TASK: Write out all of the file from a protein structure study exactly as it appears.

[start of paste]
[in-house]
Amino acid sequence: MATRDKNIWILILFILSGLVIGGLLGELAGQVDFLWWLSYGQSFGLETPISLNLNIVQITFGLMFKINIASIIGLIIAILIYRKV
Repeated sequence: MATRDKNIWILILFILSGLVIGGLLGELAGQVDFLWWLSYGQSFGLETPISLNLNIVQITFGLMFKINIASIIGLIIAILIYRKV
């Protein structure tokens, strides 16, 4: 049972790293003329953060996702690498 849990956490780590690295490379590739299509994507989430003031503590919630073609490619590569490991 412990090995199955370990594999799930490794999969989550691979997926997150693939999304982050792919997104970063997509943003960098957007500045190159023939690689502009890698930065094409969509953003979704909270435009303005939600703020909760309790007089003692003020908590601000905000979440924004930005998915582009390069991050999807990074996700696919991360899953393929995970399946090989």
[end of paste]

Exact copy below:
[in-house]
Amino acid sequence: MATRDKNIWILILFILSGLVIGGLLGELAGQVDFLWWLSYGQSFGLETPISLNLNIVQITFGLMFKINIASIIGLIIAILIYRKV
Repeated sequence: MATRDKNIWILILFILSGLVIGGLLGELAGQVDFLWWLSYGQSFGLETPISLNLNIVQITFGLMFKINIASIIGLIIAILIYRKV
């Protein structure tokens, strides 16, 4: 049972790293003329953060996702690498 849990956490780590690295490379590739299509994507989430003031503590919630073609490619590569490991 412990090995199955370990594999799930490794999969989550691979997926997150693939999304982050792919997104970063997509943003960098957007500045190159023939690689502009890698930065094409969509953003979704909270435009303005939600703020909760309790007089003692003020908590601000905000979440924004930005998915582009390069991050999807990074996700696919991360899953393929995970399946090989």